• I always have the same question when I watch House Hunters International. Sometimes they explain, very vaguely, that it’s a couple and (usually) the man has been transferred, so I guess the company is picking up the cost, at least for a while, as a relocation package. But other times there are young people “looking for a new adventure” and I always think, “Who is funding this ‘new adventure’?” 
        We had to give up watching the domestic version. It got Better Half too upset. What broke him and caused a mild psychotic break was an episode where there was a young couple with a child and another one on the way. The guy/father/husband was in the military, and he was pretty young. They wanted to leave base housing and get their own house somewhere along the Gulf Coast near the base in Alabama or Mississippi, who can remember. “With a tight budget of [something like] $105,000”—“WHAT? You can buy an entire house for $105,000?!? Do you know how much this apartment cost?!?!” “I do, because I was at the signing and chipped in for the down payment. I’m the co-owner. Let’s watch.”
        “At $128,000 this 4-bedroom, 2-bathroom is a little bit out of their price range but it—” “WHAT?!?! Why don’t we live down there?” “I don’t know how welcoming the community would be to a biracial gay male couple, first of all, but second of all that’s a hell of a commute.” (This was all pre-Covid, which proved that lots of people can function perfectly well from home.)

        • I follow an Instagram account called @cheapoldhouses and the same issue comes up. “How is this 4bed 2bath 1908 Victorian only $78,000???” Well, it’s been abandoned for 18 months and it is in Cairo, IL (or some other similarly economically depressed locale with no jobs and is still practically a sundown town). 

          • A few years ago I went on this epic road trip through upstate New York. We passed through lots of towns with lots of houses for sale. Upstate was hemorrhaging residents at the time. It was astonishing how cheap the housing was. At my insistence we spent a day house hunting, not that I wanted to buy anything, but just out of nosiness. I wanted to see what was up. I guess it was a Saturday or a Sunday so we attended a couple of open houses uninvited and then moved along to another town, went to another couple of open houses, and so on. “I don’t understand this. These houses are perfectly fine, the area is beautiful, and they’re all a fraction of what you’d pay on Long Island.” My friend, who was the chauffeur and spent his childhood summers in the Adirondacks, said, “Mattie, I’m going to pull over here and get some gas. Go into that convenience store across the street and pick us up a couple of coffees.” 
            Oh God. I could almost hear the banjo song from “Deliverance.” 
            “Friend? I’m getting a little hungry, aren’t you? Look, that diner seems completely charming, let’s have lunch there!” “If you say so.” 
            Same vibe. 
            Back in the car, I again asked, “What is up with all of this? Aren’t we near Albany at least? Are these people state employees?” “No, Albany is a little too far away. We’re…have you noticed the Confederate flags?” I hadn’t, but all of a sudden I started seeing them everywhere. (This was the Obama era.) “Are you sure we’re still in New York State?” “These are our neighbors!”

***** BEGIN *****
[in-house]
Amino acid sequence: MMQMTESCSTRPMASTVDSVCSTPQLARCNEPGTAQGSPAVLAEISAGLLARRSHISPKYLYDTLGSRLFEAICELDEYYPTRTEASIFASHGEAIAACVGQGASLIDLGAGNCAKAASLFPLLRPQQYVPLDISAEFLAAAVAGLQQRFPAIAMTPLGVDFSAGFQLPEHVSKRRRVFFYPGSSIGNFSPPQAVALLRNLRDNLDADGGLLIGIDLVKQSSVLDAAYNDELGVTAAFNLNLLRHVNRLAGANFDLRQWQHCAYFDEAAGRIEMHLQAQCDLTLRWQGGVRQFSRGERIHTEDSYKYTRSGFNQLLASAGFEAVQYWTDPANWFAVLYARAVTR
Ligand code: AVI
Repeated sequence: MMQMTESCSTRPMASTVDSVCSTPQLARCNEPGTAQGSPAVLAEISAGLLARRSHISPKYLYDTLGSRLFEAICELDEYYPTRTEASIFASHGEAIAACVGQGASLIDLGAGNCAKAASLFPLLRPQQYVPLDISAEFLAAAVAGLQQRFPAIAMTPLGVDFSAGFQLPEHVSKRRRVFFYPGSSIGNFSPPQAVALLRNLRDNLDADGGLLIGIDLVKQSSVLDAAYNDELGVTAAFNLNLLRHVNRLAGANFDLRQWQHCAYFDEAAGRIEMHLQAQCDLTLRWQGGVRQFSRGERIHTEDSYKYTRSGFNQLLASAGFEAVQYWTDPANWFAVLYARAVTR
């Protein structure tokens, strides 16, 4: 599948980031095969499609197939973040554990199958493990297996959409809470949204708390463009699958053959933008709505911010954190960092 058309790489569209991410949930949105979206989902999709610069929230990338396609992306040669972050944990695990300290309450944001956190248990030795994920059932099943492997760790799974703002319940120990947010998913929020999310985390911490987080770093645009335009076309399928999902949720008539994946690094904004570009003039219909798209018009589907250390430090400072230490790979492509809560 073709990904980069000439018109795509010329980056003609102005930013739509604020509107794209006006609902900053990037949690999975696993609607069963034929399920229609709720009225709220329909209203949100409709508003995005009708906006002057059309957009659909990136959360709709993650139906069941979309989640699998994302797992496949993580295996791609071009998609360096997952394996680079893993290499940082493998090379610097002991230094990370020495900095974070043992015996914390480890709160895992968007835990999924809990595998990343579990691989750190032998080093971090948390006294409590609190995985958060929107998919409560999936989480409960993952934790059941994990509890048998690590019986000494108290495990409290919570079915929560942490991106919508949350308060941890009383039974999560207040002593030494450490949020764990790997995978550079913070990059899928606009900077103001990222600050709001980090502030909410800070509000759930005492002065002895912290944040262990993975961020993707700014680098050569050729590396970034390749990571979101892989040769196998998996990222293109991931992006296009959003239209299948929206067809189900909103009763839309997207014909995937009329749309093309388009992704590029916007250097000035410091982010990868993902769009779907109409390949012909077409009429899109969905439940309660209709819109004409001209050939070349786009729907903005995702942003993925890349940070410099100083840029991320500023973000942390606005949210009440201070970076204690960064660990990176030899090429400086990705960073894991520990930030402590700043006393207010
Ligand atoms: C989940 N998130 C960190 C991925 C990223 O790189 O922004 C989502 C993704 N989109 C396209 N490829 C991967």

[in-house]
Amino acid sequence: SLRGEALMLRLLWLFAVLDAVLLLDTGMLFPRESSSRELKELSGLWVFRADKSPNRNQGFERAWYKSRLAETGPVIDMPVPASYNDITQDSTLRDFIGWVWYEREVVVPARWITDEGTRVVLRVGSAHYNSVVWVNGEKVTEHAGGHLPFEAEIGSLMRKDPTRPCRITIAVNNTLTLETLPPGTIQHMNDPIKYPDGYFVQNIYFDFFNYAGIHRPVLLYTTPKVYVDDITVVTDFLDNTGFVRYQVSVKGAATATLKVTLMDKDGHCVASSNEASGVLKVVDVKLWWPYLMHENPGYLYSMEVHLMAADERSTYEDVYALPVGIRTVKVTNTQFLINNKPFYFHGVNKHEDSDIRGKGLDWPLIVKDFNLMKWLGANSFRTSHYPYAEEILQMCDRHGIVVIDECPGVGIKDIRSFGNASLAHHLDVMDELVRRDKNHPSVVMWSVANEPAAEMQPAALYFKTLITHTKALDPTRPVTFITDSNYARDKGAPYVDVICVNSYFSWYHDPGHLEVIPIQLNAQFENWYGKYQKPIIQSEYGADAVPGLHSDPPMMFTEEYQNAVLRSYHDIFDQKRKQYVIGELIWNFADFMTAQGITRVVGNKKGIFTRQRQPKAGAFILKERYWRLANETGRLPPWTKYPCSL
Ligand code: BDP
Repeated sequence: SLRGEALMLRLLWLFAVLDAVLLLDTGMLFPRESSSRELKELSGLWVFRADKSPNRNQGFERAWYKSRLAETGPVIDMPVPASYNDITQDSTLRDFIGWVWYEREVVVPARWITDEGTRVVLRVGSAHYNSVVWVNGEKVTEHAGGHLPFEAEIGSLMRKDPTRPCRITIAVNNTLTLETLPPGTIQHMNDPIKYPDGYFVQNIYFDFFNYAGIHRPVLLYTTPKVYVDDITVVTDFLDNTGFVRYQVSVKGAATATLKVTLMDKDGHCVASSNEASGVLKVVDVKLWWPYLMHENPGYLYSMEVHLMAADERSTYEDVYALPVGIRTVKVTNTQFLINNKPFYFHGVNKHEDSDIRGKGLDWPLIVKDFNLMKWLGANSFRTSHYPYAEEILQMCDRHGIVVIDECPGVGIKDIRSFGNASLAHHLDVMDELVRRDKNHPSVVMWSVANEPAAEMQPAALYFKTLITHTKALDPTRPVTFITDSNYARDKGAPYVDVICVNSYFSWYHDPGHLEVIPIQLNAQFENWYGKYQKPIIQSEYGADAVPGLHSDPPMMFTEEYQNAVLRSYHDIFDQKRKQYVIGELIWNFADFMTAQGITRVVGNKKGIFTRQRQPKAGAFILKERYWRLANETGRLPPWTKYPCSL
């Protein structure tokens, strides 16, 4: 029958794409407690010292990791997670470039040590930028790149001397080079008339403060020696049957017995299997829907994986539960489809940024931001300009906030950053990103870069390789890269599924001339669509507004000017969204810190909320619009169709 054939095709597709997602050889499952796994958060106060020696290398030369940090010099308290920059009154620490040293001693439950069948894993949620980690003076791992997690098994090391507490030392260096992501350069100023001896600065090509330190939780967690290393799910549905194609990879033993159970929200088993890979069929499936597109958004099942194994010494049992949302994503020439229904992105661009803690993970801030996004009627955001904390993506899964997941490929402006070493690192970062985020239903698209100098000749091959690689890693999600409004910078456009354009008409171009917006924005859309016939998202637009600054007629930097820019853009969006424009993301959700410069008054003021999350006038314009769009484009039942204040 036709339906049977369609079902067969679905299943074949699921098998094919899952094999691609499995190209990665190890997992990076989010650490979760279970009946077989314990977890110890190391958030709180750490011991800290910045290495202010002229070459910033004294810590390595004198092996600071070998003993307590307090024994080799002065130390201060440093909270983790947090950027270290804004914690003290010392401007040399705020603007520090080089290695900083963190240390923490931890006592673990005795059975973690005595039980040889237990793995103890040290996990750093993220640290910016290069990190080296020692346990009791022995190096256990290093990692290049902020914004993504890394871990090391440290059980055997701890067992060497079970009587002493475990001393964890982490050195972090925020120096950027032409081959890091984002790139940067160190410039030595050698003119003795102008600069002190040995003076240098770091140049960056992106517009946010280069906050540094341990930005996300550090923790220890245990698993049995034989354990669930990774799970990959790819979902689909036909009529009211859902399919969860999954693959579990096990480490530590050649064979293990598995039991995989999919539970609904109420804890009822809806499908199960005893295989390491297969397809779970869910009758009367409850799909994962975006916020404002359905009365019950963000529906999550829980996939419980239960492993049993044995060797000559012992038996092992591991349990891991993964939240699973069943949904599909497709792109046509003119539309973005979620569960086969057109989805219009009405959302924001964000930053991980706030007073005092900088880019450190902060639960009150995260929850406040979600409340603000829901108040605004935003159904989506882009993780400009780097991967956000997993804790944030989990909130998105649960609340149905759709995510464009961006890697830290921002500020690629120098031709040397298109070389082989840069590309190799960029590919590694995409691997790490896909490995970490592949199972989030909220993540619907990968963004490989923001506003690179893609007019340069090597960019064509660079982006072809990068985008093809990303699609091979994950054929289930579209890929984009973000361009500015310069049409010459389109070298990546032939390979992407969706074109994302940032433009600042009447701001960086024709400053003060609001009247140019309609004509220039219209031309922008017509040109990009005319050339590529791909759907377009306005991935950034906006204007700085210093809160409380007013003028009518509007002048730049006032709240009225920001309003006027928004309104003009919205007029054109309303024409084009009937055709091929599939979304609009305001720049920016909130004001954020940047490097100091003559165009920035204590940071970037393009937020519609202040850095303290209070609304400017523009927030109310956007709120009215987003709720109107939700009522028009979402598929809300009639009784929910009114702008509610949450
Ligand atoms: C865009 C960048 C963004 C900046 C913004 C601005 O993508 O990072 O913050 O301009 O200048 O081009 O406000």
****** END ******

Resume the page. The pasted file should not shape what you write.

• HGTV is my mental catnip and there’s some shows that I can’t watch because they’re set in expensive Canadian cities. My brain can’t handle the inverse of what hurts your other half’s brain. I’m like “how can you spend $600k on a 3 bedroom home that is that size and needs $125k of renovations??” 

          • I like HGTV because there’s so much Canadian content. I think the shows are heavily subsidized by the provincial governments of Ontario or British Columbia and then the federal government as a whole. You see them in the credits, even if the hosts go out of their way to disguise the fact that they’re talking about residential real estate in the exurbs of Toronto or Vancouver.

  5. Watching baseball and Twin Peaks The Return [I love me some David Lynch, questionable relationships aside]. Also, Jericho of Scotland Yard on Acorn, enjoyed.
    Finally finished Charterhouse [meh] and moved onto The Sleepwalkers, I think I’m going to like it.
    Ween. I can’t stop listening to Ween.
    And obsessing about making rugs. A few years ago I bought a rug-hooking pattern but never worked it. I just hate being told what to do in my non-work life. But lately I’ve been giving the side-eye to the pattern and thinking, fuck your dark black lines, imma gonna do what i want, imma gonna color outside the lines. bwahahahahahahahahah

  6. We are good for one episode a night of Utopia. Crawling out of body parts waste is nightmare worthy.

    • It really is worth watching, it is just so very odd and randomly gory. Has no one else seen Utopia?

    • …I could be wrong but I think it was originally a “channel 4” thing rather than a BBC4 thing…which is sort of a nonsense distinction if you’re unfamiliar with UK TV channels?

      …BBC 1 & BBC 2 were literally the first two channels…then came ITV which had ads…but stood for “independent television” & was actually a different channel depending on what region you were in…so at the weekend in the capital you’d be getting LWT (London Weekend Television) but up north you might be watching Granada or something…generally there’s less regional variation these days but I think still a bit here & there…like STV in scotland…& once there was digital tv they added ITV2/3/4